Pigeon Racing: The $1.4 million Bird

The sport of pigeon racing has grown more popular over the years throughout Europe and Asia. In pigeon races, trained pigeons are released from certain locations and then race back to their home lots. The fastest and first pigeon to reach their home lot wins the race. Although it is not illegal in some countries, pigeon racing is a form of gambling, making several wildlife experts and environmental supporters strongly opposed to it. This peculiar sport originated in Belgium, where recently a pigeon named Armando was sold for $1.4 million.

At an auction held on Pigeon Paradise (PIPA), a website that auctions pigeons from all over the world, a Chinese buyer purchased Armando for $1.4 million. Armando is the most expensive bird to ever be sold in a pigeon racing auction, beating the record of $450,000 in 2017 for a pigeon named Nadine. Armando is said to be the best racing pigeon “of all time,” according to PIPA. He has won several long-distance races preceding the auction and also won the title of the 1st Olympic Pigeon in a race in Poland.

Jiangming Liu, who works for PIPA in China, said that Armando was destined to fetch a high price, however everybody was surprised when the price reached $1.4 million. The reason for such a high price has to do with more people becoming interested and participating in the sport of pigeon racing.

“Now other people, like regular people, are joining too. It will be bigger in the future,” Liu said.

Joël Verschoot, the Belgian breeder who sold Armando, has sold 178 pigeons in the past for over $2.5 million, including 7 of Armando’s offspring.

“People are like that for sports. It is similar to how people bet on greyhounds and horses. If people are into a sport, they will pay a lot for it,” said Gino Crocetti, Specials and Academic Supporter.

People do not only choose their racing pigeons for their talent, but they hope that the talent will be passed on to a pigeon’s offspring. The buyer who purchased Armando, has hopes that he will produce more offspring.

Pigeon breeders train their racing pigeons when they are a few weeks old and teach them to stay aloft for as long as 12 hours. They are also taught to land only on their home lots, because if the racing pigeons land anywhere else, it is disqualified.

“They are trained not to land anywhere else. This is a matter of respect for our sport,” said Raju Iftikhar Ahmed, a pigeon breeder in Pakistan.

One might wonder: How can a pigeon find their way to their home loft from several miles away? According to The Pigeon Control Research Center, pigeons sense the Earth’s magnetic field and use the sun for direction. Some experts also theorize that pigeons use roads and seismic waves, waves of energy that travel throughout Earth.

In parts of Asia, pigeons are prized animals because of their rarity in these regions, and are worth thousands of dollars. However, in the eyes of a New Yorker, it is surprising to hear that a pigeon was purchased for such an exorbitant price. For a New Yorker, pigeons are constantly roaming the streets feeding on our leftover breadcrumbs or seeds. The estimate for the number of these white-rumped birds in New York City alone is approximately over 1 million.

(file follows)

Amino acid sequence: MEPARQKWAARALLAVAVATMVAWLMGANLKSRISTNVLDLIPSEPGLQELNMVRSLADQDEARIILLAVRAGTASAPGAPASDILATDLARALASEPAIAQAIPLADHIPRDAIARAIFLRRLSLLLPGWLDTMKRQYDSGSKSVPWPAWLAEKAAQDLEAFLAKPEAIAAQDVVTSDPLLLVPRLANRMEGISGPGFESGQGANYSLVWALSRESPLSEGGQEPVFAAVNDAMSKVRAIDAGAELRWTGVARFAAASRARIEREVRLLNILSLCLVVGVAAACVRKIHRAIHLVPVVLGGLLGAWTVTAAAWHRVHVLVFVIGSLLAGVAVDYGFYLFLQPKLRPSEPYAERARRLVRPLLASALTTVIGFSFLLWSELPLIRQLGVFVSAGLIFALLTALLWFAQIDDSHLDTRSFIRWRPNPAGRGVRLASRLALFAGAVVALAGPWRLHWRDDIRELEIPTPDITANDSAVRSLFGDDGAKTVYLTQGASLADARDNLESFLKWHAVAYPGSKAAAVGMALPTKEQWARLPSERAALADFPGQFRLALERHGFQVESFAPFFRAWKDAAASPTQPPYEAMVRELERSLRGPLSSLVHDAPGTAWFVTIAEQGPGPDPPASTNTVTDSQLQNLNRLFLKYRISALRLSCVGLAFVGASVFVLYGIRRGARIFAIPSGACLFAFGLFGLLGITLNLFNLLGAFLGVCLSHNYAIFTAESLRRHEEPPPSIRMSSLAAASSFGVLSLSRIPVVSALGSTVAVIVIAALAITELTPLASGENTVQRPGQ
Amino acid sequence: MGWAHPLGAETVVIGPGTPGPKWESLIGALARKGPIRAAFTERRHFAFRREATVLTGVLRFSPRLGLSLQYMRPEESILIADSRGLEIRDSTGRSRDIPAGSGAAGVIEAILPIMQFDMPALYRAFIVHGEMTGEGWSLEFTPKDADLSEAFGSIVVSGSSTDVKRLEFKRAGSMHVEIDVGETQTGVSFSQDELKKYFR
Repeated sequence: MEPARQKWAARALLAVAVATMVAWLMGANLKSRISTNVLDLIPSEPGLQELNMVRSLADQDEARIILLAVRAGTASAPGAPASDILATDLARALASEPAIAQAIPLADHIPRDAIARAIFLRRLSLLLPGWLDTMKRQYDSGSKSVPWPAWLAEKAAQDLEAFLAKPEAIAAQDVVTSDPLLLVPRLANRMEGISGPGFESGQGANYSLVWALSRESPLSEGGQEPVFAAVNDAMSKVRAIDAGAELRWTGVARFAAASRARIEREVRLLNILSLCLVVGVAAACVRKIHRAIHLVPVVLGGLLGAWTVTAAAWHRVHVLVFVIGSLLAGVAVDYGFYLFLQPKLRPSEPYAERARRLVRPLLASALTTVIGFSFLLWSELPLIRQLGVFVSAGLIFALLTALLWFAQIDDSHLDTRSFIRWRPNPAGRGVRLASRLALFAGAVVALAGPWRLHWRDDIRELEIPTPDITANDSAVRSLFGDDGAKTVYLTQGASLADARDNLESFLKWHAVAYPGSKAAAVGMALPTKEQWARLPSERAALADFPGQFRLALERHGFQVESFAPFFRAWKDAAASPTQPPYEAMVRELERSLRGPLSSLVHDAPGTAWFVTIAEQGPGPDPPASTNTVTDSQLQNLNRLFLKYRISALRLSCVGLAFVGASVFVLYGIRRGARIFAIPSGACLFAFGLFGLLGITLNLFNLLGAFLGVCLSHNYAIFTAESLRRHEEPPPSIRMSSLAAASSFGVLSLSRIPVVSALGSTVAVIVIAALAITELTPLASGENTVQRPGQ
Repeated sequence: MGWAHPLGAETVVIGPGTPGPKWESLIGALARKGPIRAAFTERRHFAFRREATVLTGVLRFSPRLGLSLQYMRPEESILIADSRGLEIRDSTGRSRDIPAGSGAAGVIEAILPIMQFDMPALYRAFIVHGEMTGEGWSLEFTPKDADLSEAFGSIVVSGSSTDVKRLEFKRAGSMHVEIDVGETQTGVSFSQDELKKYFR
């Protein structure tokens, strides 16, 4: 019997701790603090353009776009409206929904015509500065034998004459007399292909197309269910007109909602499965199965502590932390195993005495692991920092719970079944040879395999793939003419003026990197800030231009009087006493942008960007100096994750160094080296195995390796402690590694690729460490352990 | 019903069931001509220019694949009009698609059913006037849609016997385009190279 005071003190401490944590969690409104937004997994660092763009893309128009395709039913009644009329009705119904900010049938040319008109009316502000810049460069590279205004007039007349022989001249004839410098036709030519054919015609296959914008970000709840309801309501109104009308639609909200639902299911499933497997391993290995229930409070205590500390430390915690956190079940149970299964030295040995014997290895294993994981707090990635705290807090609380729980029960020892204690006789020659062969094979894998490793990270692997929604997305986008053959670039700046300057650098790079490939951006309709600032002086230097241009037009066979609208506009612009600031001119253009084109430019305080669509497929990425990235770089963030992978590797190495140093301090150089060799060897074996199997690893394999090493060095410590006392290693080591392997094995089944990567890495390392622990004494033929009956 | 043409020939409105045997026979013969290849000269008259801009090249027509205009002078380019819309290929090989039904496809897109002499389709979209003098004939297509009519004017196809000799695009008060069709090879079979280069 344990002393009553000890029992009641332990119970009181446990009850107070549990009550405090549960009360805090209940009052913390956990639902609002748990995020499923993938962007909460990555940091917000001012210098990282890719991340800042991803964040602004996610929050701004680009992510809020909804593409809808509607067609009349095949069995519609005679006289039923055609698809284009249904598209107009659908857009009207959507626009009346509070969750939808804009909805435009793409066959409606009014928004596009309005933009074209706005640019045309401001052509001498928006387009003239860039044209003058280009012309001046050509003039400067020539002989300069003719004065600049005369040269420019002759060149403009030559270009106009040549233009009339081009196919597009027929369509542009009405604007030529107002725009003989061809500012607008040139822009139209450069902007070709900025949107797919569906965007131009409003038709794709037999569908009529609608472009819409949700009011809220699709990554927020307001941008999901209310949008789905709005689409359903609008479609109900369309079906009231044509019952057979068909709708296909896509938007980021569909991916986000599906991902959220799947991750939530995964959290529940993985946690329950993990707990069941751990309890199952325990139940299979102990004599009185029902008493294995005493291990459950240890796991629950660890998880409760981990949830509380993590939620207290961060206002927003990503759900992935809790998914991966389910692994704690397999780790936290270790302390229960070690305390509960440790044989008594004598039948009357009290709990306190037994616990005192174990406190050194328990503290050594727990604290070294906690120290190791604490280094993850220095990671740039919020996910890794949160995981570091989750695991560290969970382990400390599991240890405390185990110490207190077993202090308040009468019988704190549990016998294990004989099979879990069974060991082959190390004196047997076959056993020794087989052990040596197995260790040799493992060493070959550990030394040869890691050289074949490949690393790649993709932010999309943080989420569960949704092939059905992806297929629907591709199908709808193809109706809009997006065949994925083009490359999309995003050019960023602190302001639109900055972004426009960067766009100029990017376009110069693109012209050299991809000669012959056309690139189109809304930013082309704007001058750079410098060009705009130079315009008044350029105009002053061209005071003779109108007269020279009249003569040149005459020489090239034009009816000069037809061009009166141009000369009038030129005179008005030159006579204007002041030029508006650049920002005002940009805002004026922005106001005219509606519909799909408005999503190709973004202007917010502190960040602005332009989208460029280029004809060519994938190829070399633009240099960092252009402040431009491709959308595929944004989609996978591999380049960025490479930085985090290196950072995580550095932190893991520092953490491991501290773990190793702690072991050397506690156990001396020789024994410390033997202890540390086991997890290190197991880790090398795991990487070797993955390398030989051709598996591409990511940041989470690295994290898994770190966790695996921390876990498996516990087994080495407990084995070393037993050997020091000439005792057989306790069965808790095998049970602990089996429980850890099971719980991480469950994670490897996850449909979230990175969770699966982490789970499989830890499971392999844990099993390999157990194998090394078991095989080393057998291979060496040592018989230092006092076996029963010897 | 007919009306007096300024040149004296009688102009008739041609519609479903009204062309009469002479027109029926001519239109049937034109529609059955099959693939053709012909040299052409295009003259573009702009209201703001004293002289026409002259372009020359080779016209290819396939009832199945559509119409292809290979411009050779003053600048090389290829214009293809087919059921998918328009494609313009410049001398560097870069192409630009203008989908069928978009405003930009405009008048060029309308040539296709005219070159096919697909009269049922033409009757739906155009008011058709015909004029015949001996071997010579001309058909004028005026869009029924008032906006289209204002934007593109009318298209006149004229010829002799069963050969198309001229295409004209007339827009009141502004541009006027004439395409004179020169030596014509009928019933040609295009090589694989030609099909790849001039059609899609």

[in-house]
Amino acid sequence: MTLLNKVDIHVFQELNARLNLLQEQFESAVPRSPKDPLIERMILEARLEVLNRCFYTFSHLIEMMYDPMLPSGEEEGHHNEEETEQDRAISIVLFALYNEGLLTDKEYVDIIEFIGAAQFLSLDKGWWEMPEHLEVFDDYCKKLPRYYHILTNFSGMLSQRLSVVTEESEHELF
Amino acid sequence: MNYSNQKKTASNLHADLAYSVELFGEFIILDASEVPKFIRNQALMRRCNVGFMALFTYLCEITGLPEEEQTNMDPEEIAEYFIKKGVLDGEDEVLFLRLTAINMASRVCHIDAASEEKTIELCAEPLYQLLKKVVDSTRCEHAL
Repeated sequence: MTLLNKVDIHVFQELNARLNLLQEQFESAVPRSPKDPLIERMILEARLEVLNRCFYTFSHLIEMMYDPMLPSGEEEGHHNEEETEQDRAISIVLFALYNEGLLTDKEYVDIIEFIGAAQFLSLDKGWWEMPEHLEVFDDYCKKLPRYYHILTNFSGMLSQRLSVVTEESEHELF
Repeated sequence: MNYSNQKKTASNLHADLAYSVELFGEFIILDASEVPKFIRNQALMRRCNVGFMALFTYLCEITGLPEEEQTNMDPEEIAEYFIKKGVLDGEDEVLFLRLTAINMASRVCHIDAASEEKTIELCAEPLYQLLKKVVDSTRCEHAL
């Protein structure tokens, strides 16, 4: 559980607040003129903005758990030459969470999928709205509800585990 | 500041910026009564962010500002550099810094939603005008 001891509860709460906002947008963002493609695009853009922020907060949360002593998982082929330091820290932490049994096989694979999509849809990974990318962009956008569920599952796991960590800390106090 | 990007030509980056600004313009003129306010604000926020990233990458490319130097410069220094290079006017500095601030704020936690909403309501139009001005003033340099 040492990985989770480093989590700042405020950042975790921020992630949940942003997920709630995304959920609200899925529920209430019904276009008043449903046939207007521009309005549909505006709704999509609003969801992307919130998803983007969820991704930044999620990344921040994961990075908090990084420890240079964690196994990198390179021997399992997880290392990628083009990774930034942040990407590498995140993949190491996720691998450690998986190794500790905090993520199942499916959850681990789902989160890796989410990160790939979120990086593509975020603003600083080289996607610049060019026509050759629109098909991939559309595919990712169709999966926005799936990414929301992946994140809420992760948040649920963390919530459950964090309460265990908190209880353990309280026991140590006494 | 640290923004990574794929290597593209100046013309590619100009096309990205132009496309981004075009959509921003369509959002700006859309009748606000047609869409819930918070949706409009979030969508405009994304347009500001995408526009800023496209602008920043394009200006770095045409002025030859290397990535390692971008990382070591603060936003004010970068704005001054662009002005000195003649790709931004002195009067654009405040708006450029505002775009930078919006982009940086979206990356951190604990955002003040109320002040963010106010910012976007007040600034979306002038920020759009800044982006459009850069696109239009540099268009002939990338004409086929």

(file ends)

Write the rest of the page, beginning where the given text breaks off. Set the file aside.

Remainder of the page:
“I think that it is ridiculous to race pigeons. What makes them so special? We see them on the streets of NYC all the time. I do think it is interesting that people chose such a common animal [for us] to race and sell,” said Parker Sproule, XIIIs.

Because pigeons are set to certain physical standards in pigeon racing, several people are opposed to the sport.

About 7 years ago, PETA, or the People for the Ethical Treatment of Animals, conducted a 5 month undercover investigation of the sport of pigeon racing in five states. They documented abusive training methods, the killing of unwanted pigeons and casualties during races. This included the stretching of a pigeon’s head and the uncomfortable transportation of these birds, which had several pigeons cramped inside small cages. PETA learned that 60% of birds die or get lost during races, which can be as long as 600 miles. One cause of this is due to a training method, where pigeons are released miles away from their home loft and have to find their way back to a certain spot. Each day, the mileage increases. It is common for pigeons to get lost while trying to find their way to their home loft. Therefore in certain places, pigeon racing is illegal, although in others it is not.

Despite what PETA uncovered about pigeon racing, the sport continues.

PIPA, the website Armando was sold on, lists their priorities in the following mission statement:

“First, to provide pigeon fanciers with up to date, correct and fast worldwide pigeon news and to bring together the worldwide community of pigeon racers. Second, to act as [a] trader online, offline and via public auctions of the highest quality pigeons. Third, to preserve and collect the best genetic material in the PIPA Elite Center.”

Armando’s purchase was a shocking outcome that took everybody in the pigeon racing world by storm.

“This pigeon is worth more than me at the moment. I strive to be more than that pigeon in the future,” Bryan Lau, XIIIs, joked.

The next time you see a pigeon on the streets, whether you are walking to school or taking a trip through the city, think about how such a simple animal, in your eyes, is valuable in other parts of the Earth and are even purchased for the high price of $1.4 million.

Sources: PIPA, Newsela, CNN, PETA, Pigeon Control Research Center.

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